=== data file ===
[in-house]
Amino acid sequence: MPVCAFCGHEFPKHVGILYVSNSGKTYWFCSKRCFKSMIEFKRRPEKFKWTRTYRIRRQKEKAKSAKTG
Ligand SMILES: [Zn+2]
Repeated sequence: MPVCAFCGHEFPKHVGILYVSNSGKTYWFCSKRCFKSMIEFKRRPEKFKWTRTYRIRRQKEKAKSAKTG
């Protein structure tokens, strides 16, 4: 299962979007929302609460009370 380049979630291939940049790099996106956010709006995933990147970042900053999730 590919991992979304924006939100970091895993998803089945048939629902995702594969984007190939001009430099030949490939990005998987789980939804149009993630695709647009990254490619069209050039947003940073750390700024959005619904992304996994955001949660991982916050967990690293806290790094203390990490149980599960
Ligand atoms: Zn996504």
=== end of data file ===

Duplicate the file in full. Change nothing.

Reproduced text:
[in-house]
Amino acid sequence: MPVCAFCGHEFPKHVGILYVSNSGKTYWFCSKRCFKSMIEFKRRPEKFKWTRTYRIRRQKEKAKSAKTG
Ligand SMILES: [Zn+2]
Repeated sequence: MPVCAFCGHEFPKHVGILYVSNSGKTYWFCSKRCFKSMIEFKRRPEKFKWTRTYRIRRQKEKAKSAKTG
């Protein structure tokens, strides 16, 4: 299962979007929302609460009370 380049979630291939940049790099996106956010709006995933990147970042900053999730 590919991992979304924006939100970091895993998803089945048939629902995702594969984007190939001009430099030949490939990005998987789980939804149009993630695709647009990254490619069209050039947003940073750390700024959005619904992304996994955001949660991982916050967990690293806290790094203390990490149980599960
Ligand atoms: Zn996504």